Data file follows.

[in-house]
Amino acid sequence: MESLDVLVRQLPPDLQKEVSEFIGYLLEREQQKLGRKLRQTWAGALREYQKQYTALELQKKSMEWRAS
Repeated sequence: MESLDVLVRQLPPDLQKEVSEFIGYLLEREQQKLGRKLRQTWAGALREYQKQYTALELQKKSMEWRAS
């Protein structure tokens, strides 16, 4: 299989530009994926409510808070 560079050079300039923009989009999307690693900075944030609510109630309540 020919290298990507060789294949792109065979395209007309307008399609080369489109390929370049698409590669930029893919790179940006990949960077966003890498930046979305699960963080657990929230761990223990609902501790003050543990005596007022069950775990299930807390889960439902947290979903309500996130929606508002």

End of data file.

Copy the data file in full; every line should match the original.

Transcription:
[in-house]
Amino acid sequence: MESLDVLVRQLPPDLQKEVSEFIGYLLEREQQKLGRKLRQTWAGALREYQKQYTALELQKKSMEWRAS
Repeated sequence: MESLDVLVRQLPPDLQKEVSEFIGYLLEREQQKLGRKLRQTWAGALREYQKQYTALELQKKSMEWRAS
């Protein structure tokens, strides 16, 4: 299989530009994926409510808070 560079050079300039923009989009999307690693900075944030609510109630309540 020919290298990507060789294949792109065979395209007309307008399609080369489109390929370049698409590669930029893919790179940006990949960077966003890498930046979305699960963080657990929230761990223990609902501790003050543990005596007022069950775990299930807390889960439902947290979903309500996130929606508002």